The north of England has a “once-in-a-generation” chance to grab control of its own destiny and form a ‘Government of the North’, a West Yorkshire MP has said.
Linda Riordan, the MP for Halifax, told Parliament that “the North’s economy will never reach its full potential” until a new regional government is established, stretching from the Humber to the Irish Sea.
Speaking in Westminster, Ms Riordan told MPs that Britain is at “a turning point” as rafts of powers are handed to the devolved authorities of Scotland, Northern Ireland and Wales.
“I would like to see a regional government for the North, using its powers to fight for the whole region,” she said.
The Labour backbencher drew parallels with post-war West Germany, where she said regional government had helped create “an economic and political powerhouse”.
She added: “As long as England remains so centralised and London-focused, the North’s economy will never reach its full potential.”
Ms Riordan said that a Northern government could have powers over transport policy, planning and job creation.
“If it is good enough for Scotland and Wales, it is good enough for the North,” she said.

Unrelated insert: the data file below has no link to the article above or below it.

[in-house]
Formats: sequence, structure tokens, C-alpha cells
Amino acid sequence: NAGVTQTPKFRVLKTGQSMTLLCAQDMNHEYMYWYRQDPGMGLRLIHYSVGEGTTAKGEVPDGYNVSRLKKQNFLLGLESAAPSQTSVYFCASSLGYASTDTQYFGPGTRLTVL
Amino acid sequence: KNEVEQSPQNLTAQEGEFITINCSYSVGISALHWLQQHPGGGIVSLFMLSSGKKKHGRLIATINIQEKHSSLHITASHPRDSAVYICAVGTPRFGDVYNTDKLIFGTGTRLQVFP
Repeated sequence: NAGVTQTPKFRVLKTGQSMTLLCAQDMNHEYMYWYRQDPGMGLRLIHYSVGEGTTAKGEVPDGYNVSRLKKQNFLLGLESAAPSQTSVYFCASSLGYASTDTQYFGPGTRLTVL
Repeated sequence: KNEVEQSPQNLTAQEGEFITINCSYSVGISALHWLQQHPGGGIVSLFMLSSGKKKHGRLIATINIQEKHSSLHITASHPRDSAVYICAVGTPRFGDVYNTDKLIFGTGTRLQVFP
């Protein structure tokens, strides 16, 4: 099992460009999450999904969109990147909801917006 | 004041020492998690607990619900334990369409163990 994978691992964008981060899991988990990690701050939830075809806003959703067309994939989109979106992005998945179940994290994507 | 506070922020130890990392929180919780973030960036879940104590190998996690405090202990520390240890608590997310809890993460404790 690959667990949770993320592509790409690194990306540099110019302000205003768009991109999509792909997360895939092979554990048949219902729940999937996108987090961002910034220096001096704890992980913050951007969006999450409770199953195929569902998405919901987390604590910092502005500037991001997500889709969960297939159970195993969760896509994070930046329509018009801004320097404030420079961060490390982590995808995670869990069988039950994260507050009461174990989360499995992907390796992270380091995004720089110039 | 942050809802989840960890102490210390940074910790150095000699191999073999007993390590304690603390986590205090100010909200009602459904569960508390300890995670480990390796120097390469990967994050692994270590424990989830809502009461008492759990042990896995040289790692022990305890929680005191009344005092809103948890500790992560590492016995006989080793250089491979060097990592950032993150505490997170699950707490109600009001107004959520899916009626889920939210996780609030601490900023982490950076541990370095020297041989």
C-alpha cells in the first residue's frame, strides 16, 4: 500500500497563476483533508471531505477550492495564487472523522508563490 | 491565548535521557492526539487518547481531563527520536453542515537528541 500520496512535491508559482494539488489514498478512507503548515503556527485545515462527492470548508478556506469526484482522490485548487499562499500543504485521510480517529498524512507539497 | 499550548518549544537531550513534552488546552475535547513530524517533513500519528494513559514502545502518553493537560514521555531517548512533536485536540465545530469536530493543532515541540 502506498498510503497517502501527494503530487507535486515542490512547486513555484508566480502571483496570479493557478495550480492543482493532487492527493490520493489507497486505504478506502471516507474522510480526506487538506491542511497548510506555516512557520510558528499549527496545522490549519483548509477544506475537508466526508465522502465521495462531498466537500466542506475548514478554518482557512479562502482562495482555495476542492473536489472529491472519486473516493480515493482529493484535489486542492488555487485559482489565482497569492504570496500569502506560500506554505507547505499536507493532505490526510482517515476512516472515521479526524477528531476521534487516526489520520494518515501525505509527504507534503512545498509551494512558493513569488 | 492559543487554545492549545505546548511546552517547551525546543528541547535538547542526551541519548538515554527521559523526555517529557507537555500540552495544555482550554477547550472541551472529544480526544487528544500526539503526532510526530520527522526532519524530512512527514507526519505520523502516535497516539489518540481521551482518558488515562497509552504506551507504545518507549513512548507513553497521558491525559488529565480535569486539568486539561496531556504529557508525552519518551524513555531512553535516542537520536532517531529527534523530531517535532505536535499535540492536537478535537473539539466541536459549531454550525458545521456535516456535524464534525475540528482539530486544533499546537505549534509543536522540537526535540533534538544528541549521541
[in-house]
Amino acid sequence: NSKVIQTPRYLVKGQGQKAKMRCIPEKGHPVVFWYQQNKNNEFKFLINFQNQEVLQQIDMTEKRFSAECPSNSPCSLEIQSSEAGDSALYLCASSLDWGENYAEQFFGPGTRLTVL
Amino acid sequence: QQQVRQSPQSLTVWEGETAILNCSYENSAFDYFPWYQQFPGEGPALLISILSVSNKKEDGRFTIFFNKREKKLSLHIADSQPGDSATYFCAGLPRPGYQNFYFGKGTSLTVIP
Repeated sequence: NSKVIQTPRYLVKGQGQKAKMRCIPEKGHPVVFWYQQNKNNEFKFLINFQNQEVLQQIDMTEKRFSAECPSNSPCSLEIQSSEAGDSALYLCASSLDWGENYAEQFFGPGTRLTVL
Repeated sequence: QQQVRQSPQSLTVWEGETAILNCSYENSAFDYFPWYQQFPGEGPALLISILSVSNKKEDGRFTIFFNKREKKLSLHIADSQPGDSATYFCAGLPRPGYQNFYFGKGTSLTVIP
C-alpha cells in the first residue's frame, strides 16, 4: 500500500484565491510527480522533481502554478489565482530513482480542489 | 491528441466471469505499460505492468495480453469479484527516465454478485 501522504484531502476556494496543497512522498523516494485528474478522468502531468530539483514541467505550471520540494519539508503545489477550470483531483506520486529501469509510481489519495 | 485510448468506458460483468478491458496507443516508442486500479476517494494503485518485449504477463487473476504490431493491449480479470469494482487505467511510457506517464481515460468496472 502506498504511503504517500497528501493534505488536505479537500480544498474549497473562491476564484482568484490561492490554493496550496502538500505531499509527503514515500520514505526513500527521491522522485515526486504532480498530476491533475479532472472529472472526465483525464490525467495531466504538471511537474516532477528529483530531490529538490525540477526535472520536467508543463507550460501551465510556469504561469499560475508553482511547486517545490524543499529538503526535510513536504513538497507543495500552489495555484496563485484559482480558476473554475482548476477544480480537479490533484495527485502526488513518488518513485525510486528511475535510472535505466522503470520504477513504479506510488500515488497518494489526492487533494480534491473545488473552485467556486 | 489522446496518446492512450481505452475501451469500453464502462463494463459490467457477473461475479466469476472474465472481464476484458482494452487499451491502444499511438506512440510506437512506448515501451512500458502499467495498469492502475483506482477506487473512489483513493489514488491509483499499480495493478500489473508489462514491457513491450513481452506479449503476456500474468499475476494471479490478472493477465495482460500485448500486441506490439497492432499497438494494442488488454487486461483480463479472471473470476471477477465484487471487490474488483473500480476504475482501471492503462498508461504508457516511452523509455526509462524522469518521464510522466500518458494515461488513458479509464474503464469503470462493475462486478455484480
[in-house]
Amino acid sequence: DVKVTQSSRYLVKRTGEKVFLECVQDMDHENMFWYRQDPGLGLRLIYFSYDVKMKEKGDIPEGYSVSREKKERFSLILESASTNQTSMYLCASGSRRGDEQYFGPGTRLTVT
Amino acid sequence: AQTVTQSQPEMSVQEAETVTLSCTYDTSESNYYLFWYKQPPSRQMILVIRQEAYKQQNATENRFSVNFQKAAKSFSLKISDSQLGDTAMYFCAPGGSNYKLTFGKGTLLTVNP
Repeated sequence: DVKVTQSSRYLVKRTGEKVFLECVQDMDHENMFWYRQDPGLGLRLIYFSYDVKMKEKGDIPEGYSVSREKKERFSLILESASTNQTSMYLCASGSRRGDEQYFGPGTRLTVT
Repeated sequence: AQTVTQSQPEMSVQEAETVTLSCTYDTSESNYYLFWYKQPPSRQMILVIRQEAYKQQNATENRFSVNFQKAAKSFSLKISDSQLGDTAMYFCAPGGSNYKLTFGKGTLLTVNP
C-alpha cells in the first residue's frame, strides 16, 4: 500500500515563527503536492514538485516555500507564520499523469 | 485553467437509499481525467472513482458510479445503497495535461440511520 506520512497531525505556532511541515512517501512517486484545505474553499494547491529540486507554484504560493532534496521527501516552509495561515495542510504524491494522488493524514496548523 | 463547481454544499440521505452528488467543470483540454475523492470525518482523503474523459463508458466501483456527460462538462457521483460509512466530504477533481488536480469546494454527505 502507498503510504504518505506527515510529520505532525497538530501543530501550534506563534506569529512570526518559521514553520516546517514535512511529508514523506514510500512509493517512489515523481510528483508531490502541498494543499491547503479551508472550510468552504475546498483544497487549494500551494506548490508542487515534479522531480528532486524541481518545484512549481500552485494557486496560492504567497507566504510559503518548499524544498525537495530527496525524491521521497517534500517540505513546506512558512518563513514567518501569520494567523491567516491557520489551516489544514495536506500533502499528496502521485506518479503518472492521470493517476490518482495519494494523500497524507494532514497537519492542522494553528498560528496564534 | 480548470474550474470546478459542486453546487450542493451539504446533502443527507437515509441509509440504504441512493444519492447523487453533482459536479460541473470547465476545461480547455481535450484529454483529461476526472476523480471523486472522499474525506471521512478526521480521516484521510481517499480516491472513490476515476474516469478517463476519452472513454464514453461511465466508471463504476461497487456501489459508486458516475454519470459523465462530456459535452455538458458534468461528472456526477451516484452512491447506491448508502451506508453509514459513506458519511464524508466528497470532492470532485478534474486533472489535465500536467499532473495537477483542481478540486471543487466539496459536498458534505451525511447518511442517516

Regional government was previously touted by the last Labour Government, with regional assemblies created and regional development agencies (RDAs) such as Yorkshire Forward established.
But the strategy stalled after plans for a directly-elected regional government for the North East were rejected by voters in a referendum.
The RDAs were finally abolished by the coalition government last year.
Guy Opperman, the MP for Hexham in the North East, told Ms Riordan: “This matter was decided in the North East in July 2004, when an overwhelming majority of 77.9 per cent rejected a regional assembly.”
And Colne Valley MP Jason McCartney said there was no need for another tier of government.
“As a proud Yorkshireman, there is nothing I like more than championing the North,” he said.
“But I do not want more bureaucracy.”